But sometimes I need to vent. And I need to warn you away from some potentially very irritating literary experiences. Since this is all subjective, you probably love at least one of these books and think I’m a Neanderthal for feeling otherwise. That’s cool, man. That’s cool. But these suck. Really.
Let me tell you how the highlighted suck gallery went for me, in reverse order of my irritation level.
5. Brothers Karamazov by Dostoevsky.
I periodically dip into heavier literature (and outside of science fiction or fantasy, my usual haunts) to sharpen my writing, to expose myself to the towering figures of literature and scientifically dissect what makes those books tick. It’s a great exercise, as it has been with Moby Dick, with Hemingway (all of it, man…I’ve read all of it), Dickens and Faulkner. I picked Dostoevsky as an experiment because of how highly Harlan Ellison spoke of him. This one, I went with because it seemed to offer me some nuanced character studies, piledriving into a supposedly blowout climactic event (patricide by four brothers) that resulted from those character traits, and the fallout of that event. Now, it strikes me that this setup, should that be the case as I’ve outlined in the preceding description, then I could learn quite a bit about crafting plots driven by character flaws or quirks, and possibly about how to foreshadow and set ominous thundercloud mood to lead to the blowout.
That was the thought, at least. But what a cheese fart this one was! Sorry if you’re a professor who’s dedicated your life to it or whatever. But this book is super tedious, flat and uninspiring.
I admired the early chapters, with alternating introductions of the individuals and clear characterization. But it went on and on. It just went on and on and on, with nothing seeming to have any consequence. The big event wasn’t clearly foreshadowed (at least for me). There was no ominous mood as I’d expected. Not even the supposed angelic and innocent brother meant a thing in the world to me. I hated all of them. It was a chore to keep going, till I eventually wondered if they’d ever get around to knocking the old man off. So I bailed.
4. Lord Tyger by Philip Jose Farmer
If I told you there’s a book, written by the guy who dreamed up the masterwork Riverworld series, that conducts a thought experiment speculating what would actually happen should someone be raised by gorillas like Tarzan in the jungle….would you think that sounds awesome?
The idea is a British millionaire hires a couple of dwarves to raise a British aristocratic boy in the jungle like Tarzan, simulating some of the key events of Burroughs’ Tarzan books because of his love for them. And things go differently than he’d planned.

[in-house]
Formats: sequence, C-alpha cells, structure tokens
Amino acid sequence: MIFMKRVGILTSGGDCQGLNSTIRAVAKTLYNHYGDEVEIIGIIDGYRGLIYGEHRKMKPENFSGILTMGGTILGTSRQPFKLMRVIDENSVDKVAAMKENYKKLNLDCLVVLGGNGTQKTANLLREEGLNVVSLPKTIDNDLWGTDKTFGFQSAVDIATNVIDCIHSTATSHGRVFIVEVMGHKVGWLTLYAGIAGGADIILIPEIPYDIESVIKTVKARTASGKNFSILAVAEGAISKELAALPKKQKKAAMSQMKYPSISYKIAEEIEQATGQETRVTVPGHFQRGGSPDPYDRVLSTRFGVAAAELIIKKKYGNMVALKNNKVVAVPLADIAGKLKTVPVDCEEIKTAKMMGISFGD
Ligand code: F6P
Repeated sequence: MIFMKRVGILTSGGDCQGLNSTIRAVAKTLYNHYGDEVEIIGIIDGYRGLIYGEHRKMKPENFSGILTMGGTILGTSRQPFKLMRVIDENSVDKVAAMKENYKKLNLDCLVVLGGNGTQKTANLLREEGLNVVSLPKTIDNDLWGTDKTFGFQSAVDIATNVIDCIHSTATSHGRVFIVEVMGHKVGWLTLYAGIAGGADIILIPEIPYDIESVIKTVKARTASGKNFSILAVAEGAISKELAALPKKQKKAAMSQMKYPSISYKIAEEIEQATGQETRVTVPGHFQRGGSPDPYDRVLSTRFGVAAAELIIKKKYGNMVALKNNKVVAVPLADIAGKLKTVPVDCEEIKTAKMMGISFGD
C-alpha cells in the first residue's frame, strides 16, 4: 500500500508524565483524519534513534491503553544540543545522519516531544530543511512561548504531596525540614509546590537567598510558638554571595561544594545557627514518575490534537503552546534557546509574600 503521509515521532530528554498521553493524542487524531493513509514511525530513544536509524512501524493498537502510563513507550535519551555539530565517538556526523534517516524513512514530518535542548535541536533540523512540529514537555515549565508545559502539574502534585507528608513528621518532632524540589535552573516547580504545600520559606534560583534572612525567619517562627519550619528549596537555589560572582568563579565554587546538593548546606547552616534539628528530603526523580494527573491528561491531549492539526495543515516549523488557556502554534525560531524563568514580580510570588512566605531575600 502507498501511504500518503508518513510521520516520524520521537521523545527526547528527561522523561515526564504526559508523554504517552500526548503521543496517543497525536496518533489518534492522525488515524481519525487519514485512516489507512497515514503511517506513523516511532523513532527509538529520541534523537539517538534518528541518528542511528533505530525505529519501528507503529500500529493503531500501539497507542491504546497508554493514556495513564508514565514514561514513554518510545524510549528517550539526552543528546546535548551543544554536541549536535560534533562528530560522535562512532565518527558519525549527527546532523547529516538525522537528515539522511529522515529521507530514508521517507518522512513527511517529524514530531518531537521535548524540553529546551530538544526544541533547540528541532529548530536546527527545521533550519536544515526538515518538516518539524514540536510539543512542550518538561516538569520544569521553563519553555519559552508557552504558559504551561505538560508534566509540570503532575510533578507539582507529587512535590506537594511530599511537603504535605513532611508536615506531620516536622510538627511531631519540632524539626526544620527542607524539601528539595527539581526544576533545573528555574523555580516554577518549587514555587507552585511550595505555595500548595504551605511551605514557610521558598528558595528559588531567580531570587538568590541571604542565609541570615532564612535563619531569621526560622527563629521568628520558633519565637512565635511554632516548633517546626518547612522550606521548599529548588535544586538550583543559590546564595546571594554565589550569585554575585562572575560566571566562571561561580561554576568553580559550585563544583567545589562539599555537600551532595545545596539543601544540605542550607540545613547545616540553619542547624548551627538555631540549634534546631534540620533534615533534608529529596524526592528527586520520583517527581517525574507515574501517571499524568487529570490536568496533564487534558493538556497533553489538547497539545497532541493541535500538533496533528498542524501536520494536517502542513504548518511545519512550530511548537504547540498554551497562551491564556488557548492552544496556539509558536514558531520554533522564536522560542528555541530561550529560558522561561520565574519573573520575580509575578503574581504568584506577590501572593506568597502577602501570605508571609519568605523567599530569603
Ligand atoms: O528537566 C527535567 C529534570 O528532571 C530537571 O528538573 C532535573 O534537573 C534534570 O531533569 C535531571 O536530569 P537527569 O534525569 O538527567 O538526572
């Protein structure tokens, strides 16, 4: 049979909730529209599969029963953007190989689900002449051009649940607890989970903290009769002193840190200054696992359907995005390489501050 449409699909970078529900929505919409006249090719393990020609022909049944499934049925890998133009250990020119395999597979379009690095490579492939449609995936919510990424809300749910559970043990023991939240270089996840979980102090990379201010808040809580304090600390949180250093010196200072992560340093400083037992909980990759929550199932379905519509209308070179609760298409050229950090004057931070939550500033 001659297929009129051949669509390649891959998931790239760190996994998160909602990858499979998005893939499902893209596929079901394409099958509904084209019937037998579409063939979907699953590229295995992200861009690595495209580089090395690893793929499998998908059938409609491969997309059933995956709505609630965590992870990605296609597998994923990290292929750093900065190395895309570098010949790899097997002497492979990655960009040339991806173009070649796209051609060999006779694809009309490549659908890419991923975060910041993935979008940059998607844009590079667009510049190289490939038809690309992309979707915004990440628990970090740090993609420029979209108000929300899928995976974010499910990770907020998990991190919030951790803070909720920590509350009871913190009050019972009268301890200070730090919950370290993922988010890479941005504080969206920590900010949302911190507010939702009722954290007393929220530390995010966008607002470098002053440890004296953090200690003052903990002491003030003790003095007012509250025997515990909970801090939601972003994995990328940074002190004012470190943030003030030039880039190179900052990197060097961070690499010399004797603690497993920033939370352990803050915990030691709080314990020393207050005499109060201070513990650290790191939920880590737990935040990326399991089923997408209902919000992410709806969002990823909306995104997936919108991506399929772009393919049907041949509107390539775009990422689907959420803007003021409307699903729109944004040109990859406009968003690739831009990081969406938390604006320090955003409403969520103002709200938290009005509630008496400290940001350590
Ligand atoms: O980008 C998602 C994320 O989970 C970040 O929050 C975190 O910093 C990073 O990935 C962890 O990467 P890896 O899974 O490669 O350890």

It struck me as a fascinating idea for a book, and I had some wild ideas of what might play out like the books and what would obviously go south. More curiosity than anything, I tried it. To be honest, I didn’t bail and actually finished the book. It was painful, but I made it through. What kept me going was the same curiosity of what would be done with the idea, and definitely NOT any skilled storytelling or characterization.
The lead character is overly obsessed with his penis, and it gets really monotonous and cartoon-like how many times we have to see that play out. I get it, monkeys touch themselves and maybe sleep around. I get it. But can’t we move on to something else?! It drives the plot sometimes. It’s entirely ridiculous sometimes. And it keeps coming up (no pun intended). Nobody is interesting, nothing makes sense, and I yawned through the climax. Avoid this one.
3. Magic Mountain by Thomas Mann
Not sure why, but I have a deep fascination with the psychology that led up to World War One, that kept it escalating and stagnating, and that resulted from its fallout in the couple of decades afterwards. It’s incredibly rich, picking all that apart – at large scales, understanding trends and behaviors of large groups, and also at small scales reading the biographies and journals of key figures that fought in the war. Magic Mountain by Thomas Mann struck me as a great option because it’s so highly praised, and supposedly was going to offer me a hotbed of the different moods and psychologies of people of that time, but in the setting of a health salon high in the mountains.
Reading this book feels very much like talking to a sickly aunt who won’t stop going on about the parts of her that hurt. And her cough, do I think that’s serious. And her swollen toe, should she get that looked at. And she’s so tired…
The lead figure isn’t sickly, but visits his cousin who is recuperating at a sanitarium in the Alps. And he meets people and stays, and he has breakfast and he has lunch. And he has dinner. And he tells you in detail what he ate. And no one is interesting, at least in the first fourth of the book I managed to read. You can see how little patience I have for stories that lead nowhere, for characterizations without some sizzle, and for aimlessness. This book seemed to go absolutely nowhere, and at the very point I threw it physically to the floor was at least the fifth time he was explaining what they were serving for the next meal. Avoid this one.